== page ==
The Battle of the Thames enabled the United States to regain control of territory in the Detroit area that had been lost in earlier defeats, ended any British threat at the western end of Lake Erie, and greatly reduced the danger of tribal raids in the Northwest. Another important result of the battle was the decline of the multitribal alliance that Tecumseh had fashioned and brilliantly led. Native Americans continued to take the field in support of British operations, but now their support became sporadic and ineffective. Tecumseh’s strategy of protecting tribal lands through military cooperation with Great Britain had failed.

On the northern shore of Lake Erie, the Canadian right flank, a stalemate developed. Harrison’s army disintegrated as the enlistments of his militiamen expired and they returned to Kentucky. The weakened U.S. troops were unable to advance eastward toward Burlington and York, or to threaten British-held Michilimackinac to the north. However, U.S. naval control of Lake Erie prevented fresh initiatives in the area by the British.

Further Reading
  • citation-type="booksimple"

    xlink:type="simple">Antal, Sandy. A Wampum Denied: Procter’s War of 1812. East Lansing: Michigan State University Press, 1997. Chronicles the battle on the Detroit frontier, led by British commander Henry Procter, during the War of 1812. Details Tecumseh’s role in assisting the British.
  • citation-type="booksimple"

    xlink:type="simple">Borneman, Walter R. 1812: The War That Forged a Nation. New York: HarperCollins, 2004. Comprehensive study of the war that pays special attention to the conflict’s contribution to unifying the United States.
  • citation-type="booksimple"

    xlink:type="simple">Dowd, Gregory Evans. A Spirited Resistance: The North American Indian Struggle for Unity, 1745-1815. Baltimore: Johns Hopkins University Press, 1992. Explains the Shawnee leaders’ struggles as part of a larger pattern of cultural revitalization and military resistance.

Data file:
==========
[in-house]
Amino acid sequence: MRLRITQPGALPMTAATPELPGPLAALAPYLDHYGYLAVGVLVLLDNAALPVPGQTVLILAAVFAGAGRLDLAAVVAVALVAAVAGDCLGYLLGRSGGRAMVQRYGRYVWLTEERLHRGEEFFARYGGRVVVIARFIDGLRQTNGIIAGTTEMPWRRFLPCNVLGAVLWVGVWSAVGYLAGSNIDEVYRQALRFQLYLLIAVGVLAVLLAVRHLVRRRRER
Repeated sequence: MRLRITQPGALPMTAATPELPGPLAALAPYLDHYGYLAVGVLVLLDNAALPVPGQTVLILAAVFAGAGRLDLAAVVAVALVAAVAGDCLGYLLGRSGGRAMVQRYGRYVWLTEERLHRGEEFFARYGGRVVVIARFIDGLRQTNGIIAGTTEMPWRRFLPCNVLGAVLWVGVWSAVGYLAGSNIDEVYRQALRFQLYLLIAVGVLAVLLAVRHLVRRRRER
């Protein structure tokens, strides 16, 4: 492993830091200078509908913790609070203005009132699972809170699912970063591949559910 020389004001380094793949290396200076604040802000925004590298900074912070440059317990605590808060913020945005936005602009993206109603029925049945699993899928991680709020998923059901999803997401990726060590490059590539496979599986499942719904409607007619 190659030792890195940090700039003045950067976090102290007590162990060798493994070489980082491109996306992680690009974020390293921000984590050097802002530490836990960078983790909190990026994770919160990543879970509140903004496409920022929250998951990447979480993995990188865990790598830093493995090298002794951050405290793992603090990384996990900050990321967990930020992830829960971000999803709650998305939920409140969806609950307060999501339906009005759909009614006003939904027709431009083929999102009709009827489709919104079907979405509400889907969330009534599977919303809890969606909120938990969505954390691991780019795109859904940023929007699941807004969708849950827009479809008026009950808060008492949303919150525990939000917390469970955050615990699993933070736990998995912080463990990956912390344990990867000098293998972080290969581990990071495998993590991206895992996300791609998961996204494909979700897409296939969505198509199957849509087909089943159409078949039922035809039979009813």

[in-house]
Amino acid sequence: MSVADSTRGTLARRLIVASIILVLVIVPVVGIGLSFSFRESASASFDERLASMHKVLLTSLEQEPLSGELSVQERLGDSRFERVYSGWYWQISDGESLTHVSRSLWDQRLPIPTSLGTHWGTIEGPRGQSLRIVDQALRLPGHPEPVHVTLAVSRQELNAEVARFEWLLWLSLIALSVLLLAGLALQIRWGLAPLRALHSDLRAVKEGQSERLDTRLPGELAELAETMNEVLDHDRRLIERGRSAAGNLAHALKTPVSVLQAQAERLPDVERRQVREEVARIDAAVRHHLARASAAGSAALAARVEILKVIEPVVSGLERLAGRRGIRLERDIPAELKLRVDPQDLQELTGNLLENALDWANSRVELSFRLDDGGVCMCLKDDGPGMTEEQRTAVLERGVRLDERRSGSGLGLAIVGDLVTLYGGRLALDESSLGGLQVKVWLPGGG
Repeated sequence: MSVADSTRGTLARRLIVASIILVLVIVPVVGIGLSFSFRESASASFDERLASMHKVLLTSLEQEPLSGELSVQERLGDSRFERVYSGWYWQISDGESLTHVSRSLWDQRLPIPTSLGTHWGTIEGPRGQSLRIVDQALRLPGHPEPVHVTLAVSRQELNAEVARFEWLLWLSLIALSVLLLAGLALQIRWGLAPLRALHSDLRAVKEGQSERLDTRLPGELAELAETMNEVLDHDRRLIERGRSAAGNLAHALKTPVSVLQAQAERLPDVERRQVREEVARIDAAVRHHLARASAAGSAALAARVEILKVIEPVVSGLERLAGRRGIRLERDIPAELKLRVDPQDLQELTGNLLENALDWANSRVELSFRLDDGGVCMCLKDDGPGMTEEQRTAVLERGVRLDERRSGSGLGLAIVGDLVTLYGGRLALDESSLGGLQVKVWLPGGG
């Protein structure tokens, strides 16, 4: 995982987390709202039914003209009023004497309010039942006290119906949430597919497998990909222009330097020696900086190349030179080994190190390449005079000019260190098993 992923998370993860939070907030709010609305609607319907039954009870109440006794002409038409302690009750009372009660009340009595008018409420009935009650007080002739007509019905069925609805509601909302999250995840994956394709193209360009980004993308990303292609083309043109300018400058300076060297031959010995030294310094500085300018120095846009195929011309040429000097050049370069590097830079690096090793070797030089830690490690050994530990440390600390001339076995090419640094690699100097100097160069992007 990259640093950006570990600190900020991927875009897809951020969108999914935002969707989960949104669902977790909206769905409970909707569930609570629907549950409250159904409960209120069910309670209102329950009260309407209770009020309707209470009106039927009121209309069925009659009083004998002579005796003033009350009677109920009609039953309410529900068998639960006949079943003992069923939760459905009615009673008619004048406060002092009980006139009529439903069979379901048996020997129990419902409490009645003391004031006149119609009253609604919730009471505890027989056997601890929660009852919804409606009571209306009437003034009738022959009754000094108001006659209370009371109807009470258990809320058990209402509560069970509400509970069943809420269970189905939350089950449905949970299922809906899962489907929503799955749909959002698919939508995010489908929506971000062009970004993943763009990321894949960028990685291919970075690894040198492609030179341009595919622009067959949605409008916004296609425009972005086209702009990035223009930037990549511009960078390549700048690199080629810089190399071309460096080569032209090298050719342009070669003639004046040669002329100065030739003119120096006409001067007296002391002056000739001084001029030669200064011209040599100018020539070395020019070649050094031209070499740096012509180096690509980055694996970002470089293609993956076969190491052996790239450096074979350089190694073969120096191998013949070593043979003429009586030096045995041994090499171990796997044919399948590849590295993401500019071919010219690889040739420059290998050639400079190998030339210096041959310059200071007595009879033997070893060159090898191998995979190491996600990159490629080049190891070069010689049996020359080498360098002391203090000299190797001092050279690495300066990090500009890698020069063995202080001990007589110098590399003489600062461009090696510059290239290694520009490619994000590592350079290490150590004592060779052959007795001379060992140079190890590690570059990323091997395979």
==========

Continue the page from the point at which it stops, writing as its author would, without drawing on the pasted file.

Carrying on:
• citation-type="booksimple"

    xlink:type="simple">Edmunds, R. David. The Shawnee Prophet. Lincoln: University of Nebraska Press, 1983. An insightful study of the Shawnee society that produced Tecumseh and his alliance. Argues that Tecumseh’s brother, Tenskwatawa, the Prophet, originated the alliance, which Tecumseh took over as Tenskwatawa’s influence faded.
  • citation-type="booksimple"

    xlink:type="simple">________. Tecumseh and the Quest for Indian Leadership. Boston: Little, Brown, 1984. A brief treatment that concentrates on the warrior brother.
  • citation-type="booksimple"

    xlink:type="simple">Gilpin, Alec R. The War of 1812 in the Old Northwest. East Lansing: Michigan State University Press, 1958. A scholarly, well-written study that puts Harrison’s 1813 campaign and the Battle of the Thames into context of the entire war in the northwestern theater.
  • citation-type="booksimple"

    xlink:type="simple">Sugden, John. Tecumseh: A Life. New York: Henry Holt, 1998. The best biography of Tecumseh to date. Does an especially good job of placing Tecumseh’s life within the wider context of Shawnee and Native American history.
  • citation-type="booksimple"

    xlink:type="simple">_______. Tecumseh’s Last Stand. Norman: University of Oklahoma Press, 1985. Detailed analysis of the battle and the campaign that preceded it. Examines the question of who actually killed Tecumseh.

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Categories: History